China's rover takes first drive on surface of Mars

BEIJING • A remote-controlled Chinese motorised rover drove down the ramp of a landing capsule and onto the surface of the Red Planet, making China the first nation to orbit, land and deploy a land vehicle on its inaugural mission to Mars.

Zhurong, named after a mythical Chinese god of fire, drove down to the surface of Mars at 10.40am Beijing time yesterday, according to a post on the rover's official Chinese social media account.

The 240kg Zhurong, which has six scientific instruments, including a high-resolution topography camera, will study the planet's surface soil and atmosphere.

Powered by solar energy, Zhurong will also look for signs of ancient life - including any subsurface water and ice - using a ground-penetrating radar during its 90-day exploration of the Martian surface.

China's unmanned Tianwen-1 spacecraft blasted off from the southern Chinese island of Hainan in July last year. After more than six months in transit, Tianwen-1 reached the Red Planet in February, where it has been in orbit since.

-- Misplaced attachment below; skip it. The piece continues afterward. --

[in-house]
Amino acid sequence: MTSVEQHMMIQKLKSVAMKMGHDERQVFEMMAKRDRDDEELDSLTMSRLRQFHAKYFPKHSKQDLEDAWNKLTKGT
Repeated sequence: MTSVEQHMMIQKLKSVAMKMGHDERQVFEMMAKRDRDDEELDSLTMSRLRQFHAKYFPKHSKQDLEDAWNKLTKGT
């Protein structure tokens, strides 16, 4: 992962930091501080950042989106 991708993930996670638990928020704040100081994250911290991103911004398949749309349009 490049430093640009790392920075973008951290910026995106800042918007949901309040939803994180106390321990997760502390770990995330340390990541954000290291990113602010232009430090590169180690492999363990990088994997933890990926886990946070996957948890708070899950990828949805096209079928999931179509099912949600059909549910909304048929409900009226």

On May 15, the landing capsule carrying the rover separated from Tianwen-1 and touched down on a vast plain known as Utopia Planitia.

The first images taken by the rover were released by the Chinese space agency on Wednesday.

Tianwen-1 was one of three probes that reached Mars in February.

United States rover Perseverance touched down on Feb 18 in a huge depression called Jezero Crater, more than 2,000km from Utopia Planitia.

Hope - the third spacecraft to arrive in February - is not designed to land. Launched by the United Arab Emirates, it is orbiting above Mars, gathering data on its weather and atmosphere.


A version of this article appeared in the print edition of The Sunday Times on May 23, 2021, with the headline 'China's rover takes first drive on surface of Mars'. Subscribe